Blyxa Japonica Care Guide – Planting, Growing, and Propagation

Blyxa Japonica Care Guide – Planting, Growing, and Propagation

Blyxa Japonica is an attractive aquatic stem plant that is famous for its use in Dutch and Iwagumi aquascaping. It grows bushy and has a lovely green texture. Nonetheless, despite its popularity in aquascaping, this plant is not for beginners.

Actually, it always amazes me when some aquarists say that Blyxa Japonica is easy to care for and grows like a weed. Really? Why do they disregard the fact that a lot A LOT of people struggle with it?

The truth is that growing Blyxa Japonica can be very challenging because it is sensitive to temperature, light, CO2, and nutrition.

If you are considering adding Blyxa Japonica to your tank, then you will definitely find this article helpful. This article provides a lot of information including how to care for the plant in a home aquarium and what kind of potential problems you may have with Blyxa Japonica.

Quick Notes about Blyxa Japonica

Common Name Blyxa Japonica
Other Names Bamboo plant or Blyxa
Scientific Name Blyxa Japonica
Tank Size (minimum) 10 gallons (~40 liters)
Difficulty Medium to difficult
Lighting Moderate to high 
Optimal pH 5.5 – 7.0
Optimal hardness Soft
Optimal temperature 73 – 79°F (23 – 26°C)
Substrate Needed (Nutrient-rich)
Can float:
Can Be Grown Emersed
Size 4 – 6 inches (10 – 15 cm)
Growth Form
Growth Rate Moderate 
Placement in Tank Foreground / midground
CO2 Needed
Propagation Vegetative and by seeds

Taxonomy of Blyxa Japonica

The Blyxa genus belongs to the family Hydrocharitaceae proposed in 1806.

In 1866, this plant species was first described as Hydrilla japonica by Dutch botanist Miquel Friedrich Anton Wilhelm.

After that, it was also called as Blyxa angustipetala, Enhydrias angustipetala, and Blyxa alternifolia until it was finally classified as Blyxa Japonica by German and Russian botanists Paul Friedrich August Ascherson, Robert Louis August Maximilian Gürke and Carl Johann Maximowicz in 1889.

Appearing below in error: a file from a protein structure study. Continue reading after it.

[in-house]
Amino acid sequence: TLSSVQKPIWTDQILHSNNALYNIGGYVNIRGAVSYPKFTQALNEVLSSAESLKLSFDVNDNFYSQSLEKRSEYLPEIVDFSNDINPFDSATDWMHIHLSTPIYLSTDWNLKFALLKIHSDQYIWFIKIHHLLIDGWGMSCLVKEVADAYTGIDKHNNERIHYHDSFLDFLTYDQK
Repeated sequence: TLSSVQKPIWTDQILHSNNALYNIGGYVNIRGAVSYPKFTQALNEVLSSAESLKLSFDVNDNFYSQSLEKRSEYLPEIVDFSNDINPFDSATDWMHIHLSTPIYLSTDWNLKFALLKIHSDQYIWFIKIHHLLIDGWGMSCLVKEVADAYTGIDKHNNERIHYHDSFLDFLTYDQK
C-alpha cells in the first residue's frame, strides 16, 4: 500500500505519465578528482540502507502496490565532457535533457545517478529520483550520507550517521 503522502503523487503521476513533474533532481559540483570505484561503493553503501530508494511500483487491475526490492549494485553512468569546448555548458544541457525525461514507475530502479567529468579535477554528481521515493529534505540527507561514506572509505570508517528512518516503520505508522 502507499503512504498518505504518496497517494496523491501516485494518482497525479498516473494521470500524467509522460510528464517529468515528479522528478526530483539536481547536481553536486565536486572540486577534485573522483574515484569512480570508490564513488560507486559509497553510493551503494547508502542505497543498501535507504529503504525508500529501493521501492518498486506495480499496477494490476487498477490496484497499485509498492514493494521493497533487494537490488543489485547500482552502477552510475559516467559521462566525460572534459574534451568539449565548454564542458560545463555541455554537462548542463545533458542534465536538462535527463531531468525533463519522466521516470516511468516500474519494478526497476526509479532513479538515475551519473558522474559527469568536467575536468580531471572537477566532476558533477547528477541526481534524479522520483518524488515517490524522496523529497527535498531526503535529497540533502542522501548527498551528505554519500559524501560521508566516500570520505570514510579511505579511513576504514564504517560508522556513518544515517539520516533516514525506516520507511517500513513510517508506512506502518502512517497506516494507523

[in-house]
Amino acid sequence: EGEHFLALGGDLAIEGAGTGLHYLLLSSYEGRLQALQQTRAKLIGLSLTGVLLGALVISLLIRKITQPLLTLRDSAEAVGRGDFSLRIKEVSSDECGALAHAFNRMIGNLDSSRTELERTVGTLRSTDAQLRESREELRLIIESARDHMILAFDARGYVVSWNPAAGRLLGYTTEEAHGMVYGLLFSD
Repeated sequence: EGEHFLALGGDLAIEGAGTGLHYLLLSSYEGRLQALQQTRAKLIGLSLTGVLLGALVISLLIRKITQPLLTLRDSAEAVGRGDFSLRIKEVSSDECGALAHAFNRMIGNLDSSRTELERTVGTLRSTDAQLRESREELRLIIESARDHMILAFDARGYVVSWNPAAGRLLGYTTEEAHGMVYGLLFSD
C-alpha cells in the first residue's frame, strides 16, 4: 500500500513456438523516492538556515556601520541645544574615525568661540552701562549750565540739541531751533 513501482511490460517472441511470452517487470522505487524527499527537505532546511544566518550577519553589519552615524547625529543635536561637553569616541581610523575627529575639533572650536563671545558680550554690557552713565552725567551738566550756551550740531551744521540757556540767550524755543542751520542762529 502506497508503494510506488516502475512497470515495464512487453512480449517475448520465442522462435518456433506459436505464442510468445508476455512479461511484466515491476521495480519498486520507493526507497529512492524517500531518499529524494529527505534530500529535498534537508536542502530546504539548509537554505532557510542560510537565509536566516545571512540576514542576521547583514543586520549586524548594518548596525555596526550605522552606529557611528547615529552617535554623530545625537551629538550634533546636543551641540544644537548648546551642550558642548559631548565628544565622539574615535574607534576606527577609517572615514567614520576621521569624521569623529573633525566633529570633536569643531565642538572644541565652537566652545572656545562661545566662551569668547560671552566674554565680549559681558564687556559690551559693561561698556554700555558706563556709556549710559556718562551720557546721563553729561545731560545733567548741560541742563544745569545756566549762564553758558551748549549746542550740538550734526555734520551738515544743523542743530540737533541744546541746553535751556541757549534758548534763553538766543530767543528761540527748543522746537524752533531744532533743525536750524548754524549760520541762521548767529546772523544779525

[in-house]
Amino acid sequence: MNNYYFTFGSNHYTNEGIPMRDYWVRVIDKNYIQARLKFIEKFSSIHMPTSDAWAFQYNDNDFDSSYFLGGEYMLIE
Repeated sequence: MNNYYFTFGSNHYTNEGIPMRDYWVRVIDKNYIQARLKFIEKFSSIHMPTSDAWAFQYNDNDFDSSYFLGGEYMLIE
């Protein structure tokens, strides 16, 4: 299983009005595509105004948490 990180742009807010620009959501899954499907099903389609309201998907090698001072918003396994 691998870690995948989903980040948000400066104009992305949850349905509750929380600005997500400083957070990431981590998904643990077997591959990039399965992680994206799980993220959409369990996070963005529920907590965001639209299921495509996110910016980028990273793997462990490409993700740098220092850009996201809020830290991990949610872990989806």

Note: In the aquarium hobby, Blyxa Japonica was first introduced at the beginning of the 20th century. However, it was not that popular until Takashi Amano started using it in his works.

Habitat of Blyxa Japonica

Its native range is tropical and subtropical South and East Asia.  

Nowadays Blyxa Japonica has become naturalized in India, Nepal, Meghalaya, Bangladesh, Thailand, Japan, China, Malaysia, Indonesia, Vietnam, Korea, New Guinea, Celebes, and in the rice fields of northern Italy.

It can be found in a variety of wet habitats from bogs and swamps (particularly in sago swamps) to lakes, pools, ponds and along margins of rivers, canals, ditches and slowly flowing irrigation channels.

Blyxa Japonica grows only submersed in water up to 8 inches (20 cm) deep. Although this plant prefers shallow water, it is still a fully aquatic plant and cannot be grown emersed. 

Description of Blyxa Japonica

vBlyxa Japonica is a green, low-growing stem plant that is suited for adorning different sections of medium and large tanks.